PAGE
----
Tokyo Tech researchers developed the first synthetic mechanosensitive sodium channel by using a newly-developed aromatic fluorinated amphiphilic cyclephane. The new ion channels display both “stimuli responsiveness”, and “selective Ion Transport” capabilities. open new doorsFor the future industrial and therapeutic use of synthetic mechanosensitive channel.
Nature inspires humanity in many different ways. Consider, for example, “stimuliresponsive” ion-transport channel proteins. These proteins are embedded within cell membranes and respond to various external stimuli such as light, pH and mechanical force. Researchers have tried to create artificial versions of channel proteins in order to use them in industrial and therapeutic settings. But, it has not been easy to synthesize them. They are difficult to synthesize due to their complicated structural requirements, which include specific ion transportation properties and stimuli responsiveness.
These difficulties were overcome by researchers at Tokyo Institute of Technology (Tokyo Tech), under the leadership of Assistant Professor Kohei Sato (full Professor Kazushi Kinbara) who have developed the first synthetic mechanosensitive channel (responsive to mechanical force) with potassium ion selectivity. Their findings have been published in the Journal of the American Chemical Society. Assist. Professor Sato and Professor Kinbara are both affiliated with Tokyo Institute of Technology (Tokyo Tech). They say that “With our experience designing multiblock amphiphiles that self-assemble to form supramolecular Ion Channels, we hypothesized linear amphiphiles weren’t suitable for transporting certain ions.” Therefore, they attempted structural modifications to include both stimuli responsiveness and selectivity.
Assist. Professor. Sato and Prof. Kinbara altered the structure of an organic compound known as a multiblock molecule to incorporate a perfluorinated Aroma unit. The resulting structure, a fluorinated amphiphilic cyclophane, contained hydrophobic perfluorinated oligo(phenylene-ethynylene) units and hydrophilic octa(ethylene glycol) linkers. For investigating the effects of aromatic fluorination, researchers also created one fluorinated and one unfluorinated amphiphilic cyclephane.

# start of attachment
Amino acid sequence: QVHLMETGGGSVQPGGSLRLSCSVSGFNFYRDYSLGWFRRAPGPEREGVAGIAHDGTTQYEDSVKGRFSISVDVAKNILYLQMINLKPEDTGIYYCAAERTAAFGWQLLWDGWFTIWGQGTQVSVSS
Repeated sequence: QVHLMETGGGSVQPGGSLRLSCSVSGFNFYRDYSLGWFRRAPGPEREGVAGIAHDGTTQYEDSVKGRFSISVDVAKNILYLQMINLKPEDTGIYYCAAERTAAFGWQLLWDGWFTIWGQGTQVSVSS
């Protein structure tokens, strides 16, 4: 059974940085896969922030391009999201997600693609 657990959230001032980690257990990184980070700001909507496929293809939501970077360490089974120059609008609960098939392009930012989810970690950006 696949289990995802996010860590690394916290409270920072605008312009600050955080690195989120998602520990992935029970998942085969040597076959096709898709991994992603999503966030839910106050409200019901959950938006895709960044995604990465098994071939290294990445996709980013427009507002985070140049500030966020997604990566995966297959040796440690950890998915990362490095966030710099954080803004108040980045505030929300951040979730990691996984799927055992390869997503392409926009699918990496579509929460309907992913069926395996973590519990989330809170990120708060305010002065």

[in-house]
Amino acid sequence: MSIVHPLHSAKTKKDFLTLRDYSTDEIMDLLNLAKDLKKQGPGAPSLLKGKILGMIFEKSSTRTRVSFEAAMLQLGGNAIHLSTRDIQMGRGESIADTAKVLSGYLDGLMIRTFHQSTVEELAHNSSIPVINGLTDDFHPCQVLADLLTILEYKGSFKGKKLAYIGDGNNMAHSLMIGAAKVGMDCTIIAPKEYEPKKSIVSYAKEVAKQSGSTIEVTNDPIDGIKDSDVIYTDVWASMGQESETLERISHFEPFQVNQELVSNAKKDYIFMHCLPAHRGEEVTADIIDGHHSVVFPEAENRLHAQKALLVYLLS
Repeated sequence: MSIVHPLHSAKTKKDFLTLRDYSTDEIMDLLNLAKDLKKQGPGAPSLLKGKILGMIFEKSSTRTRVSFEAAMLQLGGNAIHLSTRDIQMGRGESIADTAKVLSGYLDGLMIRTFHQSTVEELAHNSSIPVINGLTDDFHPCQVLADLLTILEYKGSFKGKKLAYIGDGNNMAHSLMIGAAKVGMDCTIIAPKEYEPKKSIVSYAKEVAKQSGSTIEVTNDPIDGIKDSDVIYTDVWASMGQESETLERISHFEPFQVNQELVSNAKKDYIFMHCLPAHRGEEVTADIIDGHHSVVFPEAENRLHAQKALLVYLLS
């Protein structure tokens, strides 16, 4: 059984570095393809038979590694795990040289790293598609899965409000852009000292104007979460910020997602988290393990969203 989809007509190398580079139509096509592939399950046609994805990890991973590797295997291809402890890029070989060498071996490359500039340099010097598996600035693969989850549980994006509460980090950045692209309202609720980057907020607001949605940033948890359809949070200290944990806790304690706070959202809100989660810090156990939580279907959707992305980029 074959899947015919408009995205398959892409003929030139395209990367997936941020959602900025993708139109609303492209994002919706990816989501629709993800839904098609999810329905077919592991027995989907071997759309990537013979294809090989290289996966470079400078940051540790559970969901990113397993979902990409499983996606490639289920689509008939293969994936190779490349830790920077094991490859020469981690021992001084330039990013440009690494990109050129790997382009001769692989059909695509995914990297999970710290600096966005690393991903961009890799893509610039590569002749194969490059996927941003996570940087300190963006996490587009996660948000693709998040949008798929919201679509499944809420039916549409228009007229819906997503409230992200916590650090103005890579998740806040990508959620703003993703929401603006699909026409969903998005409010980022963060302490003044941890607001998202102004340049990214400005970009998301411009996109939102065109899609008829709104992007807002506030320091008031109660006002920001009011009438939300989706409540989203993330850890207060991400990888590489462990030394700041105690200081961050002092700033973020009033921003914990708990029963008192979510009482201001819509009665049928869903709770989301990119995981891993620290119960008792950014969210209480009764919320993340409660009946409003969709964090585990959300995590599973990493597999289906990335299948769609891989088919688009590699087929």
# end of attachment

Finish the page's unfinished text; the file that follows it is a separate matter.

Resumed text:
Microscopy revealed both the perfluorinated and perfluorinated Cyclophane (named C) were visible.FF,The partially fluorinated cyclophane C, also known asFHThe lipid bilayer membrane could be incorporated with the fluorinated cyclophane, but not the nonfluorinated one. The researchers examined C’s ion transport, stimuli responsiveness, as well as potassium ion selectivity.FFCFHFluorescence assays and conductance measurements were used. They found that both CFFCFHThey self-assembled within the bilayer membrane to form supramolecular electron channels. The transmembrane CION transport property was confirmed by the flow of current across membrane.FFCFHC is more efficient and more prominent.FF.
The channels created by C were also confirmed to be responsive to stimuli via changes in current flow upon applying membrane tensionFFCFH. C is the ion transport propertyFFC was not affected much, although it was significantly affected.FH. Assist. Assist.FHCFFWithin the membrane.
Finally, the fluorescence assay showed highest permeability of CFFFor potassium ions, compared to other alkali-metal cations. This was due to the greater affinity of potassium ions to the fluorine-atoms in the structure’s core.
Assist. Prof. Sato, Prof. Kinbara said that “The fact C formed a supramolecular Ion Channel”FFSuch stimuli responsiveness and potassium selectivity are not only fascinating, but also strikingly like the mechanosensitive channels found within mammalian neurons.
These demonstrations open up possibilities for the development of treatments for ion-channel-related diseases, manipulation of biological processes, and industrial material purification technologies.